J. & A. Macdonald, Tea Dealers, Grocers, Wine and Provision merchants, 99, Renfield Street.—

    The modern grocer has developed into a provider of everything in the nature of comestibles. In times gone by, sugars, teas, spices, and their concomitants formed the staple of the trade ; now, the very price-list of a modern grocer’s wares is a pamphlet in itself. Messrs. J. & A. Macdonald, of 99, Renfield Street, combine all the excellencies of the old school with the pleasing varieties of the new. Indeed they were the first in Glasgow to introduce that trade in tinned goods which is now universal amongst grocers.

    Twenty years ago they began with Liebig’s extract of meat and tinned salmon ; now, almost every provision that may be asked for can be supplied in a tinned form. Mr. John Macdonald, the founder of the firm, was for many years a prominent member of the sugar trade, and was a partner in the firm of John Beattie & Co., and latterly as J. & G. Macdonald. His grocer’s business was first established in 1838 at 15, Argyle Street. In 1842 it was removed to West Nile Street, and there continued until 1881. The business was carried on by John Macdonald in conjunction with his brother Alexander, both of whom have now retired from business, leaving Mr. Alexander C. McIntyre as sole proprietor. Mr. McIntyre’s connection with the business commenced in 1866, he was made a partner in 1875, and in 1883 he took over the whole charge. It was then that the licence for wines, &c., was added. The removal to the present completely appointed premises took place in 1881.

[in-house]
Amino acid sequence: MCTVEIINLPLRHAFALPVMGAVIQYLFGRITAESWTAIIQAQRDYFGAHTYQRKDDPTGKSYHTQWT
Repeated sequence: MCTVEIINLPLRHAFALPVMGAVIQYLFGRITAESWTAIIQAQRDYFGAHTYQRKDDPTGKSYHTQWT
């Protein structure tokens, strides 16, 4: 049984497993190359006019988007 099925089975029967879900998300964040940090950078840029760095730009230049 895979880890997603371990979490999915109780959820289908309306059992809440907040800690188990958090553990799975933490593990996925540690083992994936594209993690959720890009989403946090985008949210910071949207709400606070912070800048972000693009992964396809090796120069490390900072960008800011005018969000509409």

The firm has always made a speciality of the tea trade, and have fitted up a tea-tasting room in connection with the private office at the rear of their premises. They give particular attention to the matter, and buy only on the London market. Their long experience gives them great facilities in the selection of Indian and Chinese teas most suitable for blending to secure the highest quality. They are no less successful as regards their selection of coffee, the quality of which is sufficiently excellent to satisfy even the most critical of tastes. The general stock ranges from almonds to Yorkshire Relish, and in addition to dried fruits of all kinds, and preserves, and sauces of every description, includes such apparently dissimilar articles as bath bricks and biscuits, or capers and castor oil. Suffice it to say that every article that can be required for ordinary household use finds a place upon Messrs. Macdonald’s well-arranged shelves. The preserved provision department is equally well looked after, and contains all the best known brands whether in fruit, fish, or flesh. Of ordinary provisions, such as butter, cheese, bacon, dried fish, &c., the stock is both extensive and choice.

    Since the acquirement of the liquor licence great care has been bestowed on the selection of wines, spirits, &c., of the most choice kind. The result will be approved by the most fastidious connoisseurs. The knowledge and judgment displayed in the choice of the other numerous articles of their stock is equally satisfactory, and has resulted in a large family trade of the better class. Many titled people are amongst their patrons ; they supply also the military establishments and other public institutions. The conduct of the business has always been characterized by the upright dealings of the proprietors, who have been untiring in their efforts to maintain a high tone in the grocery trade.

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